Sunday, March 24, 2013

Oh, ACOG - Say it ain't so

On facebook in the Cesarean by Choice Awareness Network group there's been a lot of discussion about the American College of Obstetrics and Gynaecologists committee opinion on cesarean delivery on maternal request. I am fairly disappointed at the new committee opinion, one that seems to take a step closer to the stance taken by the Canadian Society of Obstetricians and Gynaecologists - it does not condemn or disallow maternal request cesarean, but makes it quite clear that its members should recommend vaginal delivery in circumstances where there are no medical indications for a cesarean delivery. Which is fairly different from the stance that a physician is ethically justified in performing a maternal request cesarean if he or she believes it is in the interest of his or her patient. In many ways it is no different than the kind of approach taken to mothers who for whatever reason determine that their needs are better met by formula feeding - they are repeatedly told that "Breast is Best" and made to feel no end of guilt for needing or wanting to use formula to feed their children. ACOG has decided to tell women that Vaginas are meant for birthing children, and if you want a cesarean we might do it, but only after you are reminded that a "vaginal birth is best". Many women who are requesting a cesarean already face barriers in finding a physician who will accommodate their needs, to add the feeling that what they are asking for is something "against medical advice" - seems above and beyond what women who are requesting cesarean need.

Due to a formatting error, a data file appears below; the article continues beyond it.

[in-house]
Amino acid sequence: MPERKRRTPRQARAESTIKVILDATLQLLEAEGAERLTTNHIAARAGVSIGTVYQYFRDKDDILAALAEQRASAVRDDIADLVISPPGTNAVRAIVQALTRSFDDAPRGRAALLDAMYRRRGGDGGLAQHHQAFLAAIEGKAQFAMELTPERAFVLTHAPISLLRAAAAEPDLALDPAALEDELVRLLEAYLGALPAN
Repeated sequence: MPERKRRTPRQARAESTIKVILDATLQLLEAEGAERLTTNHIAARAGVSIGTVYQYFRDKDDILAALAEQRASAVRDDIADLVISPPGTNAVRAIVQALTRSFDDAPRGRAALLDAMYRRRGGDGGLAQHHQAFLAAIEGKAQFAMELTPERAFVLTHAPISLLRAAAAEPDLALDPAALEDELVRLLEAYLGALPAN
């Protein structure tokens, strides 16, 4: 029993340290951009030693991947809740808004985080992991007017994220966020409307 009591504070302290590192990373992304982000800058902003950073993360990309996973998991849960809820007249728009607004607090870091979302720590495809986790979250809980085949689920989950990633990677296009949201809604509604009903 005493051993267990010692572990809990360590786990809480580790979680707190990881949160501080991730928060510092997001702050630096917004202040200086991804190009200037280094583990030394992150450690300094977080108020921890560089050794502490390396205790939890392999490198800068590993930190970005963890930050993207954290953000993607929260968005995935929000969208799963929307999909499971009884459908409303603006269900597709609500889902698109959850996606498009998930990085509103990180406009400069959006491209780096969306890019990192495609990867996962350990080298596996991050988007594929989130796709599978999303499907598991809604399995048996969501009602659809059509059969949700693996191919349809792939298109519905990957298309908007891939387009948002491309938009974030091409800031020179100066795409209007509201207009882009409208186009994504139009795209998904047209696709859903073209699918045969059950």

What women who are asking for cesarean need are physicians who listen to their request, provide them with the risks and benefits of planned cesarean delivery and the risks and benefits of planned vaginal delivery, answer whatever questions they have about their treatment options AND ultimately respect, and facilitate the decision they make regarding the planned delivery of their child. They do not need to have someone else's ideology about childbirth imposed on them. What women who are choosing cesarean need is better information on their choice (much of the information that is currently available is not about "maternal choice" cesarean, but rather about cesareans that are performed as a result of medical indications for cesarean). What women who are choosing cesarean need is the confidence that their choice will be respected, even if their OB doesn't happen to be on-call when they go into labour.

Nothing is more empowering than having the confidence that you have the right to decide what to do with your own body - and nothing is more disempowering than feeling as though you do not have the right to decide what to do with your own body. Perhaps it is time that the ACOG, the SOGC, the mayor of New York and anybody else who feels that women should not have a choice about how their child is born or fed is reminded that - it is the woman's body, let her be free to decide what to do (or not do) with it.

Thursday, March 14, 2013

The Beliefs of Canadian Maternity Care Providers - Who to choose when your choice is cesarean?

The Canadian Journal of Midwifery Research and Practice published a study entitled "Midwives' Belief in Normal Birth: The Canadian Survey of Maternity Care Providers' Attitudes Toward Labour and Birth", by McNiven, et al. in Volume 10, Number 2, Summer 2011. The paper examines the results of a survey conducted in 2007.